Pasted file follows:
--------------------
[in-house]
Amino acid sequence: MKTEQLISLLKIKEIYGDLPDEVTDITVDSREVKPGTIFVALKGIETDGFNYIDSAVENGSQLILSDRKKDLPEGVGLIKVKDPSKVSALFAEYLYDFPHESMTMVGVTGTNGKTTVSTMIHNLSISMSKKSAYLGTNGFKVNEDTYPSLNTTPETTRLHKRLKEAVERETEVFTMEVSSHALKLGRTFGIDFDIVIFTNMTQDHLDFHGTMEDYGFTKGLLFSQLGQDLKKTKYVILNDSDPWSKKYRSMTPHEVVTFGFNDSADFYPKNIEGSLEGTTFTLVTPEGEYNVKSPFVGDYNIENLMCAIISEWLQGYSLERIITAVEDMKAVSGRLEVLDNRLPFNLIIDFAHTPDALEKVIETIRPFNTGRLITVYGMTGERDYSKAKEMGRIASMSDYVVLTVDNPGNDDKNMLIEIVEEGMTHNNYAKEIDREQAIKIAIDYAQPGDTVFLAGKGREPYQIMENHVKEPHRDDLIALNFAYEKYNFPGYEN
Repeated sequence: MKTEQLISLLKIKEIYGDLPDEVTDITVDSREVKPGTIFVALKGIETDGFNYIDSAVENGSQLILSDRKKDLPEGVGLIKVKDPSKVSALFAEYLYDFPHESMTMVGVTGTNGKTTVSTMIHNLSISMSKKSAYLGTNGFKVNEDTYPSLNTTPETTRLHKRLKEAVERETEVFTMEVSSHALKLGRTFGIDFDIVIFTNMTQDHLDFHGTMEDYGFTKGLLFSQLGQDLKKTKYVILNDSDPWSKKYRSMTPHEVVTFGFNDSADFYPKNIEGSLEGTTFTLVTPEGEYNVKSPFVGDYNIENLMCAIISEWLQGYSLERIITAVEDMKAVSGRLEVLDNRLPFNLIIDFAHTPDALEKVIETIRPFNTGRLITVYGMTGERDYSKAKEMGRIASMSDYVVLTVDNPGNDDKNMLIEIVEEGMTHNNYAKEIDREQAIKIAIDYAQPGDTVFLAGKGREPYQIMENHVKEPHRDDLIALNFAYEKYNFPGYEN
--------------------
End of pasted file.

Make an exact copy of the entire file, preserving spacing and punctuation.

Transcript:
[in-house]
Amino acid sequence: MKTEQLISLLKIKEIYGDLPDEVTDITVDSREVKPGTIFVALKGIETDGFNYIDSAVENGSQLILSDRKKDLPEGVGLIKVKDPSKVSALFAEYLYDFPHESMTMVGVTGTNGKTTVSTMIHNLSISMSKKSAYLGTNGFKVNEDTYPSLNTTPETTRLHKRLKEAVERETEVFTMEVSSHALKLGRTFGIDFDIVIFTNMTQDHLDFHGTMEDYGFTKGLLFSQLGQDLKKTKYVILNDSDPWSKKYRSMTPHEVVTFGFNDSADFYPKNIEGSLEGTTFTLVTPEGEYNVKSPFVGDYNIENLMCAIISEWLQGYSLERIITAVEDMKAVSGRLEVLDNRLPFNLIIDFAHTPDALEKVIETIRPFNTGRLITVYGMTGERDYSKAKEMGRIASMSDYVVLTVDNPGNDDKNMLIEIVEEGMTHNNYAKEIDREQAIKIAIDYAQPGDTVFLAGKGREPYQIMENHVKEPHRDDLIALNFAYEKYNFPGYEN
Repeated sequence: MKTEQLISLLKIKEIYGDLPDEVTDITVDSREVKPGTIFVALKGIETDGFNYIDSAVENGSQLILSDRKKDLPEGVGLIKVKDPSKVSALFAEYLYDFPHESMTMVGVTGTNGKTTVSTMIHNLSISMSKKSAYLGTNGFKVNEDTYPSLNTTPETTRLHKRLKEAVERETEVFTMEVSSHALKLGRTFGIDFDIVIFTNMTQDHLDFHGTMEDYGFTKGLLFSQLGQDLKKTKYVILNDSDPWSKKYRSMTPHEVVTFGFNDSADFYPKNIEGSLEGTTFTLVTPEGEYNVKSPFVGDYNIENLMCAIISEWLQGYSLERIITAVEDMKAVSGRLEVLDNRLPFNLIIDFAHTPDALEKVIETIRPFNTGRLITVYGMTGERDYSKAKEMGRIASMSDYVVLTVDNPGNDDKNMLIEIVEEGMTHNNYAKEIDREQAIKIAIDYAQPGDTVFLAGKGREPYQIMENHVKEPHRDDLIALNFAYEKYNFPGYEN